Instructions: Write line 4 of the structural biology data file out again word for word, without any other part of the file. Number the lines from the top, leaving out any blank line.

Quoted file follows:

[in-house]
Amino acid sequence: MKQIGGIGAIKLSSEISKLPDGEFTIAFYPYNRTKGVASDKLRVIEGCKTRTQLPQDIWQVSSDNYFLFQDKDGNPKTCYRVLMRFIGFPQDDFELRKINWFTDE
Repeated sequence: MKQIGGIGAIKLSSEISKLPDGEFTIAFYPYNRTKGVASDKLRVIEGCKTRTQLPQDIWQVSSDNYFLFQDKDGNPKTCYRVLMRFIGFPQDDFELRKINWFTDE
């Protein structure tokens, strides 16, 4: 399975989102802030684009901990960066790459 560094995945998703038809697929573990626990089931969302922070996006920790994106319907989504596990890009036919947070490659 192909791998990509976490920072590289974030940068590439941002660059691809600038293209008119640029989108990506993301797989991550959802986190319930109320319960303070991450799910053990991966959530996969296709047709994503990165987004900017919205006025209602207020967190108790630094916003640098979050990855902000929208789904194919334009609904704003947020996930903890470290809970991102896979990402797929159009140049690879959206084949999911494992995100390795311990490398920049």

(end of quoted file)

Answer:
């Protein structure tokens, strides 16, 4: 399975989102802030684009901990960066790459 560094995945998703038809697929573990626990089931969302922070996006920790994106319907989504596990890009036919947070490659 192909791998990509976490920072590289974030940068590439941002660059691809600038293209008119640029989108990506993301797989991550959802986190319930109320319960303070991450799910053990991966959530996969296709047709994503990165987004900017919205006025209602207020967190108790630094916003640098979050990855902000929208789904194919334009609904704003947020996930903890470290809970991102896979990402797929159009140049690879959206084949999911494992995100390795311990490398920049």